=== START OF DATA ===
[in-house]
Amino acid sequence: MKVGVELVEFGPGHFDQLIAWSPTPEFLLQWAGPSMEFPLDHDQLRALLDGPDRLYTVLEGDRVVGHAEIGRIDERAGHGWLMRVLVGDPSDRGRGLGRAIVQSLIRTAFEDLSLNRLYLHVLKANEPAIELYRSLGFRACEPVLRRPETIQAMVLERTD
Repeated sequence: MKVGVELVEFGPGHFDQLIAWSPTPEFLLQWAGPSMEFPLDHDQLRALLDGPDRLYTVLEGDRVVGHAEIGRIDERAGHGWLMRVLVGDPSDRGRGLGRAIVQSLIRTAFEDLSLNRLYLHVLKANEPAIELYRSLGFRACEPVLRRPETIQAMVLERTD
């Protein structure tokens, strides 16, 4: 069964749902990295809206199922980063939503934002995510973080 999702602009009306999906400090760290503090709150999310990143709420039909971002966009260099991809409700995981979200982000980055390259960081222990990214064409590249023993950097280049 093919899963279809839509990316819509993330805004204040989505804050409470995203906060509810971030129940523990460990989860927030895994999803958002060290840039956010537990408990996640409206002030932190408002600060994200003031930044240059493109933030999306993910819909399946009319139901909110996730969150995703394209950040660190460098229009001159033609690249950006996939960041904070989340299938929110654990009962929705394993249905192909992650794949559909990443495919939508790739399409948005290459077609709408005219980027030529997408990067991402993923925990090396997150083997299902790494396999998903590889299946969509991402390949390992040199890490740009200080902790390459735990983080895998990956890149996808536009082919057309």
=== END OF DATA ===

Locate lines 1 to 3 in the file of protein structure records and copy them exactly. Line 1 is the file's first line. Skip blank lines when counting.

[in-house]
Amino acid sequence: MKVGVELVEFGPGHFDQLIAWSPTPEFLLQWAGPSMEFPLDHDQLRALLDGPDRLYTVLEGDRVVGHAEIGRIDERAGHGWLMRVLVGDPSDRGRGLGRAIVQSLIRTAFEDLSLNRLYLHVLKANEPAIELYRSLGFRACEPVLRRPETIQAMVLERTD
Repeated sequence: MKVGVELVEFGPGHFDQLIAWSPTPEFLLQWAGPSMEFPLDHDQLRALLDGPDRLYTVLEGDRVVGHAEIGRIDERAGHGWLMRVLVGDPSDRGRGLGRAIVQSLIRTAFEDLSLNRLYLHVLKANEPAIELYRSLGFRACEPVLRRPETIQAMVLERTD